President Zardari has repeatedly been accused of corruption, to the extent that despite his repeated insistence that he is innocent he has earned the nickname of Mr Ten Per Cent. His PPP government sacrificed a prime minister, Yousaf Raza Gilani, to stop the Supreme Court asking the Swiss authorities to reopen inquiries against him. When Mr Gilani was ousted, his replacement was a man also facing corruption allegations. Imran Khan has seized on the anger over corruption and vowed to get rid of it within 90 days of taking power. His manifesto include a series of measures designed to improve accountability and he says his government would reinvestigate past scandals.
Nawaz Sharif’s manifesto also supports the establishment of an independent body to deal solely with corruption. Yet it is difficult to see how an entrenched culture of patronage can be magically swept away so easily.
“From the highest leaders to the lowest leaders, they are all corrupt,” claimed Ayaz Khattak, a shopkeeper in Bara Koh, a village between Islamabad and Murree. “If the government approves 100,000 rupees for the village, then the villagers will see none of it. There is not justice in Pakistan.”
US and Afghanistan
The next Pakistani government will have to manage the transition in Afghanistan as US troops withdraw next year, while at the same time, trying to distance itself from Washington. After relations between the two fractious allies have dropped to an all-time low, both Mr Sharif and Mr Khan have said they’d like to pull Pakistan out of “America’s war” if they come to power.
Neither Mr Sharif nor Mr Khan would like to sever relations. Both men realise that Pakistan will need to work with the US in the future but they are reluctant to pursue a close relationship against the backdrop of heightened anti-American sentiment. Pakistan would like to play an instrumental role in negotiating a postwar settlement in Afghanistan, securing its interests there while diminishing Indian influence.
The recently departed government of President Zardari was seen as too reliant on Washington’s support and its largesse. A big theme of the recent campaign has been the emphasis on Pakistan needing a foreign policy of its own and kicking its habitual craving for foreign aid. Both Mr Khan and Mr Sharif are also likely to press for an end to the controversial CIA drone strikes in the tribal areas.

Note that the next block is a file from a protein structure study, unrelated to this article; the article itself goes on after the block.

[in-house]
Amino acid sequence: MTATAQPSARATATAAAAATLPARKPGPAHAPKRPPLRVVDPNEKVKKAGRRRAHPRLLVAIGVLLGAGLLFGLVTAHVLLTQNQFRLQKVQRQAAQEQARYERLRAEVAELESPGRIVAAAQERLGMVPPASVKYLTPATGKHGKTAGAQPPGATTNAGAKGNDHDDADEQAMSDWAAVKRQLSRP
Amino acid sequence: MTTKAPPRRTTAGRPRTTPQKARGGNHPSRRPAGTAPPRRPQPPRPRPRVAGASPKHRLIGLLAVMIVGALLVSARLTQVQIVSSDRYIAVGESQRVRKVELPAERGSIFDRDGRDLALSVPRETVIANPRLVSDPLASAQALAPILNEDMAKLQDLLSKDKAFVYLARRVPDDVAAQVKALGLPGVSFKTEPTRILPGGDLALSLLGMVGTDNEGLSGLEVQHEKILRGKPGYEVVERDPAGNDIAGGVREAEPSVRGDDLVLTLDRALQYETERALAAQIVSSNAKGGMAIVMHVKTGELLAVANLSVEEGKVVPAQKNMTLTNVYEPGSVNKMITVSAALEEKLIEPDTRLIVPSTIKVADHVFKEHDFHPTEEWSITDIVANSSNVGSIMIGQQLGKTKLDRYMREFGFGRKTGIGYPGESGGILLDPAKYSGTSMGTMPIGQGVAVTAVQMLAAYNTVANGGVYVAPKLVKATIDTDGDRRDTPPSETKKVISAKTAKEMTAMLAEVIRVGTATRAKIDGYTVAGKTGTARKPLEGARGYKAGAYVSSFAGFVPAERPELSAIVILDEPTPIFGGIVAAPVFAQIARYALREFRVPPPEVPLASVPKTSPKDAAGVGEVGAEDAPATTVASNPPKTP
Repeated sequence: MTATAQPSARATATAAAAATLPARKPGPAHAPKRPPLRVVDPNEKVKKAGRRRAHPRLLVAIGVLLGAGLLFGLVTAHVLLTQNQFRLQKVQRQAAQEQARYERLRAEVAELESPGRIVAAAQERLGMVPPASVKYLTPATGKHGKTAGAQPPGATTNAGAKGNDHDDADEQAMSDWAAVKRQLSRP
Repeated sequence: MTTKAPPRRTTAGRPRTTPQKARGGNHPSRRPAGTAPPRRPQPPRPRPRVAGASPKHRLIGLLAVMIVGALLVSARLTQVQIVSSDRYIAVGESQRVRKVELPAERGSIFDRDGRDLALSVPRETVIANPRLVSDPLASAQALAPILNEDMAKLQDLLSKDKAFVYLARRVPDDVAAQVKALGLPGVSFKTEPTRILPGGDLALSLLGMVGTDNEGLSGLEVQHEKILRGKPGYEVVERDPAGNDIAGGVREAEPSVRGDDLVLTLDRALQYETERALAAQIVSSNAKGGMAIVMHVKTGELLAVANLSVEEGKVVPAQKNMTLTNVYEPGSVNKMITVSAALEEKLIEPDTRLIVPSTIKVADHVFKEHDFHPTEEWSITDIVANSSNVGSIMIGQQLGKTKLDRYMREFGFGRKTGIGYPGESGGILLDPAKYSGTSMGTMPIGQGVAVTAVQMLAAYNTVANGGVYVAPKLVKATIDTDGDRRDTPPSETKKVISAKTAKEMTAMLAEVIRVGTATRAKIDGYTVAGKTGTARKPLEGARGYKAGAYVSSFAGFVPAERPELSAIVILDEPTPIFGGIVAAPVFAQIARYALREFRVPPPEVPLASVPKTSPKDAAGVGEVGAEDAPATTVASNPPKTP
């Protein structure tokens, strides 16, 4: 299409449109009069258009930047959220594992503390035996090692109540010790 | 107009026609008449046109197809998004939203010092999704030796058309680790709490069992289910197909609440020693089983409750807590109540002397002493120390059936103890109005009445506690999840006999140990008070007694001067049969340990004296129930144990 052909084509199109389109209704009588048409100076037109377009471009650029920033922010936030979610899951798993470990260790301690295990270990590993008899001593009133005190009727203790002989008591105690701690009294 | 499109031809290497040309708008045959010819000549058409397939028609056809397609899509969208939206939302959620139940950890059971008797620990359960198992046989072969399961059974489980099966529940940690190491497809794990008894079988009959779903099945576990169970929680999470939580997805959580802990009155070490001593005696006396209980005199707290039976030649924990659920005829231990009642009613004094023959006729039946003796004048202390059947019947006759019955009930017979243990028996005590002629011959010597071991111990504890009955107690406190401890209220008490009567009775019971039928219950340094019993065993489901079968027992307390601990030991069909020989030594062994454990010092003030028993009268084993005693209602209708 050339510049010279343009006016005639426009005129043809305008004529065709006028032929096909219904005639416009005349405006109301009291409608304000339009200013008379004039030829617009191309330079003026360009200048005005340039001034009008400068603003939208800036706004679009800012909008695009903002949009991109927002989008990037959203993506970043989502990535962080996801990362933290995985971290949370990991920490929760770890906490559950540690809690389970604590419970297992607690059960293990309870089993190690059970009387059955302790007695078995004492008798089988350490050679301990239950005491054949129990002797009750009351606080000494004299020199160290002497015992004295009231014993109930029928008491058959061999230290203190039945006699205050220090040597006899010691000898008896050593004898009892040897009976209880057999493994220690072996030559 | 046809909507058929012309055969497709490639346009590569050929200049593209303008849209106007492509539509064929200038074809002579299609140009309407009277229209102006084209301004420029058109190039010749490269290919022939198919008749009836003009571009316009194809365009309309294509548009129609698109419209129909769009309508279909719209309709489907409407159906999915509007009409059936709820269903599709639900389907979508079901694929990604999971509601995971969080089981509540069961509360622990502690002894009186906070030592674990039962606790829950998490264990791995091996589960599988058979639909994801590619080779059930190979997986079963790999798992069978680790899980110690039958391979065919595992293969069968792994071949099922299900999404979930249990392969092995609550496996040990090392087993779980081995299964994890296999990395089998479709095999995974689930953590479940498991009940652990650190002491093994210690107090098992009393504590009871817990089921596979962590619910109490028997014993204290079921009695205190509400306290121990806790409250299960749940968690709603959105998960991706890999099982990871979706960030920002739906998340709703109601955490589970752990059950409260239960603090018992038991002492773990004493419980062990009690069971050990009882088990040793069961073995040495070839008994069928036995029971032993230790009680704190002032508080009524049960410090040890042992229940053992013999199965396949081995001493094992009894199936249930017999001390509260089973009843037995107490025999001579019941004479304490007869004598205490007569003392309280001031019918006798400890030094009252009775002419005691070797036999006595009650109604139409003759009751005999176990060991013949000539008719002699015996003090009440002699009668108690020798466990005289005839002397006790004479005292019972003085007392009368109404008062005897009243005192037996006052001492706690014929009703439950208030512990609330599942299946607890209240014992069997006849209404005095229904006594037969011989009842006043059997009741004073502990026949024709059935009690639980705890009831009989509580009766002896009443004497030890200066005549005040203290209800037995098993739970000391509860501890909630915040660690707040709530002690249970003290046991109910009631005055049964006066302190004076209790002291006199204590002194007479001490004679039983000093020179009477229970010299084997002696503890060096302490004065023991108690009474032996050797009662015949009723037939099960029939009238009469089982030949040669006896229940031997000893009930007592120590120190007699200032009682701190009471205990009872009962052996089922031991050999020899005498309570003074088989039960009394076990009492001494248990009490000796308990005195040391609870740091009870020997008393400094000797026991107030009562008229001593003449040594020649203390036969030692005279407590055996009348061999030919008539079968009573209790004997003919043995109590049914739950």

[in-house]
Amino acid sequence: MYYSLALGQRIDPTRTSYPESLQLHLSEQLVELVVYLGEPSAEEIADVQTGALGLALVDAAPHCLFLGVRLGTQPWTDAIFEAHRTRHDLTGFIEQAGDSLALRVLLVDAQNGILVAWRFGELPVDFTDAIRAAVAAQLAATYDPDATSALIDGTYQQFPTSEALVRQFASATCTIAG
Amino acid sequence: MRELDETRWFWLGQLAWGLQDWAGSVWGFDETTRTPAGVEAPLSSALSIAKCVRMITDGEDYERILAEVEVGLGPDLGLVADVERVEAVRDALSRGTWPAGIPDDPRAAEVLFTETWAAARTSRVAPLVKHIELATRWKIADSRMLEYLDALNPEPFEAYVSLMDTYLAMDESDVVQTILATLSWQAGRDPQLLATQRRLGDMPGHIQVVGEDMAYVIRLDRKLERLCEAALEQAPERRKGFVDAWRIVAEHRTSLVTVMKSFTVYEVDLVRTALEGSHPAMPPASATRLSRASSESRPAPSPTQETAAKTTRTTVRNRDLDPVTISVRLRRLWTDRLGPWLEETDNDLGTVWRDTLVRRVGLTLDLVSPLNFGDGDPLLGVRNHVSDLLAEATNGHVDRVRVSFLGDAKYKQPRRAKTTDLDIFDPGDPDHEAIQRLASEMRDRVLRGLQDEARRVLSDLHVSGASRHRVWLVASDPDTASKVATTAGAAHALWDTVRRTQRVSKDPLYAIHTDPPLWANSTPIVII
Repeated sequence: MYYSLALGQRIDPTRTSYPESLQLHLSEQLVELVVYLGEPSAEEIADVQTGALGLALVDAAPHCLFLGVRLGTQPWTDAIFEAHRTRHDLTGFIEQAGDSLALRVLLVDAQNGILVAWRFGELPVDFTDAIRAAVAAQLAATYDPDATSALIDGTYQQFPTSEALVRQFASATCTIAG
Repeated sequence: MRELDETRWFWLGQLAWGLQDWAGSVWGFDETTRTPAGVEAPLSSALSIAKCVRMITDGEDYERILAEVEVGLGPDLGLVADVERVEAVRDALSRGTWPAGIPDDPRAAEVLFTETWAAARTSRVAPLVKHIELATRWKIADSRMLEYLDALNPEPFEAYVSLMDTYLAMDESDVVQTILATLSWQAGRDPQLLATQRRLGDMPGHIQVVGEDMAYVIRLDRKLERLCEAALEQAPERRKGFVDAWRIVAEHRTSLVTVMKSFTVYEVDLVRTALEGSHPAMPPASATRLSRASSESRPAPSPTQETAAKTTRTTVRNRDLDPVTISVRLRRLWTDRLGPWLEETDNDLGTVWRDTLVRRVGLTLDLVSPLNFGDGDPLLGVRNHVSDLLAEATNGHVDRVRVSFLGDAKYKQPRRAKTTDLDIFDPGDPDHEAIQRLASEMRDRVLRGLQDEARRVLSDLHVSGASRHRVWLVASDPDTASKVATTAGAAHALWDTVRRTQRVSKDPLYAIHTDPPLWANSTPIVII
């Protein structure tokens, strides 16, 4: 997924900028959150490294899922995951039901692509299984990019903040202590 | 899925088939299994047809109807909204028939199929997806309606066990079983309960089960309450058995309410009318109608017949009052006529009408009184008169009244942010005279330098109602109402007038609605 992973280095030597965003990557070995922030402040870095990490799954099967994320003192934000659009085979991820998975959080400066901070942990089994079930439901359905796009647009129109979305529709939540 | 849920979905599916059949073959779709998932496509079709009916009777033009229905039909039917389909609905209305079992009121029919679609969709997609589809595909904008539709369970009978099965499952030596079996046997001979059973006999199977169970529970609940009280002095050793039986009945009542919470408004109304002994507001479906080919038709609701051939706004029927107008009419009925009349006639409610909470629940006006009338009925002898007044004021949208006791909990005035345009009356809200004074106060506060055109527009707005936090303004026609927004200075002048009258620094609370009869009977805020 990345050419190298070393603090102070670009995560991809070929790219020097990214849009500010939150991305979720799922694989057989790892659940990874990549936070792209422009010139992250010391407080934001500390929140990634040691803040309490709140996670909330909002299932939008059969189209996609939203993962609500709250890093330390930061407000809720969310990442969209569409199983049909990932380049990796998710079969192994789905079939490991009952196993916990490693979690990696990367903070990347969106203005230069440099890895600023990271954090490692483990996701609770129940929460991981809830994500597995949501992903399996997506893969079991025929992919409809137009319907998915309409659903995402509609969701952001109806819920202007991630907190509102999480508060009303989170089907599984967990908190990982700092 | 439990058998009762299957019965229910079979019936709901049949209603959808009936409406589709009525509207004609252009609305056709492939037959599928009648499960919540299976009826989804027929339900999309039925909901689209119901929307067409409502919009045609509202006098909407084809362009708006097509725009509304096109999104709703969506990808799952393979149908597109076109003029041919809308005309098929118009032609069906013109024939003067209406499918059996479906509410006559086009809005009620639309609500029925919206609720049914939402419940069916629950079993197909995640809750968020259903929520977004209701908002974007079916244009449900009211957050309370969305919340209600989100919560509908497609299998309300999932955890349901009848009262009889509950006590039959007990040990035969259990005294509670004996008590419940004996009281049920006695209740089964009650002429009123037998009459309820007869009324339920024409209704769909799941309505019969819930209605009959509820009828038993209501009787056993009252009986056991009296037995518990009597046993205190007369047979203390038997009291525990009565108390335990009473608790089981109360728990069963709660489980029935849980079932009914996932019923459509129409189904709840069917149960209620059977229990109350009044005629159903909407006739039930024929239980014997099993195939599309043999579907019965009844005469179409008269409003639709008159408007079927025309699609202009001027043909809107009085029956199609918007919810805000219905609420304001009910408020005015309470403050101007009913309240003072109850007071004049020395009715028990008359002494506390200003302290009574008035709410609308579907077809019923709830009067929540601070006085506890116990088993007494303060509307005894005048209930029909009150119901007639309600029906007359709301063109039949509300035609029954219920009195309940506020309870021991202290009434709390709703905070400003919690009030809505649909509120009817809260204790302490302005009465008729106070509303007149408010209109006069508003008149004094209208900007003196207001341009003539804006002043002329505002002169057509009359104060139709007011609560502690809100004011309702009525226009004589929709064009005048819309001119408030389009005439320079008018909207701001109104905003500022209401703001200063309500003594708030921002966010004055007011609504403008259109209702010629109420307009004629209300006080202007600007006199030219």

Three-way race: The party leaders
Pakistan Muslim League-Nawaz
He has twice served as Prime Minister, though he failed to complete a full term. When he was last premier he fell to a coup by General Pervez Musharraf in 1999. Nawaz Sharif and his brother Shabhaz, Chief Minister of Punjab, are supportive of industry and commerce and have the support of traders. If elected, Mr Sharif would be likely to improve relations with India, where he is considered reasonably favourably. While his administrations were marred by corruption allegations, he also oversaw several “mega” construction projects.
Movement for Justice
The cricket legend has seen his fortunes wax and wane. In recent weeks, his “tsunami” has gathered force again on the back of thousands of young supporters who have demanded a new politics for the nation. Imran Khan says he will try to end US drone strikes and negotiate with the Taliban. He benefits from his reputation both as the country’s most celebrated cricketer and someone considered corruption-free. Running as an outsider he has attracted the anti-incumbency vote. But it is unclear whether Mr Khan can translate huge support into votes for his candidates.
Bilawal Bhutto Zardari
Pakistan People’s Party
The son and heir of President Asif Ali Zardari and the murdered former Prime Minister Benazir Bhutto, he is chairman of the governing PPP, but too young to stand for parliament until September. Asif Ali Zardari, whose term as President ends in September, is unpopular, The party is condemned for failing to generate jobs, provide adequate electricity or gas supplies or do enough to tackle militancy. Bilawal Bhutto Zardari has kept a low profile, but his face now adorns campaign posters.